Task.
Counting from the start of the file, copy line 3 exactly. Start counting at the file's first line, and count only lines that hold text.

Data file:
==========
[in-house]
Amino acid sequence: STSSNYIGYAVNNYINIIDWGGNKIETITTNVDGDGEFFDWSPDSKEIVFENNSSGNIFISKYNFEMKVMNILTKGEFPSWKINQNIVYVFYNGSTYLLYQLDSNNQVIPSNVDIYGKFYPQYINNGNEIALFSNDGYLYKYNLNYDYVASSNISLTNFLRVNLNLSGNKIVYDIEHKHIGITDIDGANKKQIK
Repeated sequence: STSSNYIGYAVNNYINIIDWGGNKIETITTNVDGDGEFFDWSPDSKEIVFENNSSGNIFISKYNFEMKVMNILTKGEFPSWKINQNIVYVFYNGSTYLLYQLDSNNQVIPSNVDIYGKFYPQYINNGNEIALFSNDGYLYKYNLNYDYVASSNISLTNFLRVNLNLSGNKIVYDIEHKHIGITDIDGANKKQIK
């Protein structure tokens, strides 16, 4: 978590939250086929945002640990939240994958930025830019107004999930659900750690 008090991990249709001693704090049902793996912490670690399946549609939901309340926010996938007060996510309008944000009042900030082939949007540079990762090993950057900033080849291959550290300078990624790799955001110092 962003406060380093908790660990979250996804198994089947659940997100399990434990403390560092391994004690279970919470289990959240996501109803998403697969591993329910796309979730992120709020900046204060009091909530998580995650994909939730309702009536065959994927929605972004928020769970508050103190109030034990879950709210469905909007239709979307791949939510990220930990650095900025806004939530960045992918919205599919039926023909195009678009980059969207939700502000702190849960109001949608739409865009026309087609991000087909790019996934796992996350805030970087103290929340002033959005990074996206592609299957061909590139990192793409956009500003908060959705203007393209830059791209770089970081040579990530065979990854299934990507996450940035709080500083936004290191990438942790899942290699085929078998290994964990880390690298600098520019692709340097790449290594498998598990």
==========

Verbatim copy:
Repeated sequence: STSSNYIGYAVNNYINIIDWGGNKIETITTNVDGDGEFFDWSPDSKEIVFENNSSGNIFISKYNFEMKVMNILTKGEFPSWKINQNIVYVFYNGSTYLLYQLDSNNQVIPSNVDIYGKFYPQYINNGNEIALFSNDGYLYKYNLNYDYVASSNISLTNFLRVNLNLSGNKIVYDIEHKHIGITDIDGANKKQIK